First Drive : Land Rover Discovery – first off the line

Mike Humble drives the very first Land Rover Discovery off the line – and finds himself transported back in time…

Land Rover Discovery (1)

You know, it’s a really long time since I have driven an early Land Rover Discovery. Many of you are bound to know that this year marks some very important birthdays on the British automotive calendar, one of which is the Rover 214/216, and the other being the Land Rover Discovery – both are 25 years young towards the end of 2014.

At the recent SMMT Test Day, Land Rover, along with BMIHT, brought the very first Discovery off the Solihul production line. It’s a red three-door manual 200Tdi, which looks as good today as it did when it rolled off the line. Invited media were given a free reign of the extensive Millbrook proving ground, and Disco number one was available for a drive around the high speed bowl.

This Discovery normally lives a very sheltered life as a part of the Gaydon museum collection - in fact, it was only registered for road use in March 2012 and the speedometer reads a paltry 1200 miles. As you would expect for the mileage, that works out at less than 50 miles per year, this very special car is in pristine condition and created a great deal of interest at the event that was aimed to showcase new and upcoming cars.

In the best interest of all things nostalgic, AROnline made a beeline for the Land Rover display in order to grab a steer of this incredible and ground-breaking Land Rover. Just walking around the vehicle before grabbing the keys, the fixtures and fittings on their own prove to be a treat for all followers of Rover Group and its previous owners.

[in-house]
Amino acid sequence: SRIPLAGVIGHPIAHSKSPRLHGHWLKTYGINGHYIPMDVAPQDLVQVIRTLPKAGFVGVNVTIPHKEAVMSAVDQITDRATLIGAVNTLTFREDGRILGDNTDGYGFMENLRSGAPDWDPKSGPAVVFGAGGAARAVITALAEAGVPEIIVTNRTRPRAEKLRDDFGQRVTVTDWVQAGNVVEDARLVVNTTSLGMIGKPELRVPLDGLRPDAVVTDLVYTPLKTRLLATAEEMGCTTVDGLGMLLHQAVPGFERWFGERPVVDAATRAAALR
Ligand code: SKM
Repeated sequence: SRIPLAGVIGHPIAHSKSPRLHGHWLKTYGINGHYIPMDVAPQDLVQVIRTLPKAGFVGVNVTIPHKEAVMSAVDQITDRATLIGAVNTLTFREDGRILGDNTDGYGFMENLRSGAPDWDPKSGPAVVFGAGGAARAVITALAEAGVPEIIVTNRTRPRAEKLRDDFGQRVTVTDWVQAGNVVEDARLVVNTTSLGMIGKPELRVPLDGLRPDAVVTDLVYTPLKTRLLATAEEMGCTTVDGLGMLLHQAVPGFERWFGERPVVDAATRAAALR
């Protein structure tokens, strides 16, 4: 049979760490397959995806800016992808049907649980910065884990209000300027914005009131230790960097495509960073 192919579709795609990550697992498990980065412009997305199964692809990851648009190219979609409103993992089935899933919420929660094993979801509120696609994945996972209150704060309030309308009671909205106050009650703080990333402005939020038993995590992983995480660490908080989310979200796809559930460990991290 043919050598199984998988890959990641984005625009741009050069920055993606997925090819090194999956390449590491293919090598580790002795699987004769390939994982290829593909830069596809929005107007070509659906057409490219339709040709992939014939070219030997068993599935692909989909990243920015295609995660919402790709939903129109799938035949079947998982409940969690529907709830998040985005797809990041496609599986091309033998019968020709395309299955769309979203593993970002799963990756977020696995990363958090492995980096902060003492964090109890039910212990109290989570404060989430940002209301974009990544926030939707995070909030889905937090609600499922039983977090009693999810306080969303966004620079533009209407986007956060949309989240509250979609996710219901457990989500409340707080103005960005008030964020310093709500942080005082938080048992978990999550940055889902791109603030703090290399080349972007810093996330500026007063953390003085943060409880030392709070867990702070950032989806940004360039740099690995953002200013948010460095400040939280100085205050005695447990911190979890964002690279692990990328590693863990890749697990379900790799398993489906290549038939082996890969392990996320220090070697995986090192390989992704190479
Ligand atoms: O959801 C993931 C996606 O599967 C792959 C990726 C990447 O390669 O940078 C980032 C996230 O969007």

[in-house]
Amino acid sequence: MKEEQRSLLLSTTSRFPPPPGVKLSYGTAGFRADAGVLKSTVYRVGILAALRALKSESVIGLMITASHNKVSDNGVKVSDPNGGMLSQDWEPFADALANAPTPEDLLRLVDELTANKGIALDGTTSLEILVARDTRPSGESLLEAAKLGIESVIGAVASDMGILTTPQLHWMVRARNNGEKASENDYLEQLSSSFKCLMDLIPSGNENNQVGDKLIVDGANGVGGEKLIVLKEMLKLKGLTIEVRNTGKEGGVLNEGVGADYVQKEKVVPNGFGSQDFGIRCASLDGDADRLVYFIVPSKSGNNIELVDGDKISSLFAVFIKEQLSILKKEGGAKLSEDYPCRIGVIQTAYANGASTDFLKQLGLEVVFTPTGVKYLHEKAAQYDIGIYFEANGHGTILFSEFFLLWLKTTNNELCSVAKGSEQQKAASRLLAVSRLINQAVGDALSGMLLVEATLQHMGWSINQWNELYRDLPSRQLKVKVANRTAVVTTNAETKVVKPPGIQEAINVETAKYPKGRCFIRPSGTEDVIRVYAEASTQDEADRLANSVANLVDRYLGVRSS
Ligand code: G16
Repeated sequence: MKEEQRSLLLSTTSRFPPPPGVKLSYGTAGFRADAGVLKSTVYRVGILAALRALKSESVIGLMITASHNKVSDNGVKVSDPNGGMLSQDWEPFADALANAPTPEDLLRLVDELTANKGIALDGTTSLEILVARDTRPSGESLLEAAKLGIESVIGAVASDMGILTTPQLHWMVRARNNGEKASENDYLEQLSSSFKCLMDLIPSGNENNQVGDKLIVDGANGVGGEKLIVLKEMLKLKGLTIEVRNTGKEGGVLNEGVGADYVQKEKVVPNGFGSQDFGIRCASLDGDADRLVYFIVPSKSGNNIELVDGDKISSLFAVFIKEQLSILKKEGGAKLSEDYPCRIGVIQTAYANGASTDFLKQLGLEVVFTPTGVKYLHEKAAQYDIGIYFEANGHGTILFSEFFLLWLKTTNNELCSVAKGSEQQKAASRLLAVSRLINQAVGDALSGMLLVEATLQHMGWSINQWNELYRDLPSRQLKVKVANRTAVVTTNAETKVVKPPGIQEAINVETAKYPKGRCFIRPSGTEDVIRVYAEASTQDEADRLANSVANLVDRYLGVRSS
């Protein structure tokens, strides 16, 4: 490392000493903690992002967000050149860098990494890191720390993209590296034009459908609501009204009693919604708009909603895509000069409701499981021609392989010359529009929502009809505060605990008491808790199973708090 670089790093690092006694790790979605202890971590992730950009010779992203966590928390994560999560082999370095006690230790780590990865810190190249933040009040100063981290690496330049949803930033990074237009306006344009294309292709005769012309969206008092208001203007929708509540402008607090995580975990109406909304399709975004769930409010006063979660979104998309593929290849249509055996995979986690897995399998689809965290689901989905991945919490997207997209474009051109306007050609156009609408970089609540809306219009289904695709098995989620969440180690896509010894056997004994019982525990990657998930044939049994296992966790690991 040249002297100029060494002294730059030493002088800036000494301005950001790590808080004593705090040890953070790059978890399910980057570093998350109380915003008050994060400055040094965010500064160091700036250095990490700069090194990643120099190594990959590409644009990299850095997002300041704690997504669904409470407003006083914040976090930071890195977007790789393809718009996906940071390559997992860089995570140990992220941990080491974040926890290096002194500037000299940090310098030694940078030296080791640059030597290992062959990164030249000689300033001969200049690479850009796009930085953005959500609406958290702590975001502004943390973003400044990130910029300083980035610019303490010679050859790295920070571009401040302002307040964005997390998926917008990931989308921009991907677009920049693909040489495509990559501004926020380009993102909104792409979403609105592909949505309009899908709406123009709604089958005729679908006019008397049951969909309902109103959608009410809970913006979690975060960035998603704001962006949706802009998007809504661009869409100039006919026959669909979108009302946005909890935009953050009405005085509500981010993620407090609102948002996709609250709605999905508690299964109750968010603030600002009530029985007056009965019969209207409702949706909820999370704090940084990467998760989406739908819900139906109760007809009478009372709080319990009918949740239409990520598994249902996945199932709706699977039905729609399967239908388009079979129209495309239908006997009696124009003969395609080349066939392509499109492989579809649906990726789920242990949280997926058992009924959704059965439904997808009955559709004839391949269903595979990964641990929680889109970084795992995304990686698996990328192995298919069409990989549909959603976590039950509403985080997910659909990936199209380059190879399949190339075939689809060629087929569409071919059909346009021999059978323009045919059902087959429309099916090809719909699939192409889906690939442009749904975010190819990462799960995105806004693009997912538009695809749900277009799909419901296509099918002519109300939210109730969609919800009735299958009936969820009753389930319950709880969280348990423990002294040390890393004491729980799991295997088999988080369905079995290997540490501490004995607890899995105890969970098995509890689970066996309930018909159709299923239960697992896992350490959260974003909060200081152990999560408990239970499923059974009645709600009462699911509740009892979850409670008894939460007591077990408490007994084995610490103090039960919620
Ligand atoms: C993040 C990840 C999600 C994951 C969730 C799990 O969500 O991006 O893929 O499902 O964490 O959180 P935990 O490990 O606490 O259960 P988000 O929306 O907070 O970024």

Tail lamps donated from the Maestro Van, door handles that have graced cars from the Marina to the Lotus Esprit, and front lights that have fitted commercials as small as the Freight Rover 300 series through to the heavyweight Seddon Atkinson 2 and 3-11 truck. Today you just wouldn’t get away with such rampant parts sharing, but bear in mind that the Discovery hailed from an era where budgets were tight – and all assets had to utilised.

This process of identification continues once you have clambered in. Drivers of Metro/Maestro/Montego models will feel right at home thanks to those familiar looking column stalks. Rover 800 owners will appreciate the dashboard air vents – even the pedals are taken straight from the classic Range Rover – as are much of the Discovery’s underpinnings.

Familiarity breeds… happiness

Land Rover Discovery (6)

Placing the blue Austin Rover wing branded key into the barrel fires up the well known Land Rover 200 series Tdi engine. Shifting the LT77 gearbox (a transmission with its roots well and truly in the BL-era) into first, away we go – and the incredibly long throttle pedal travel reminds you of a time where fly by wire was strictly for the likes of Concorde.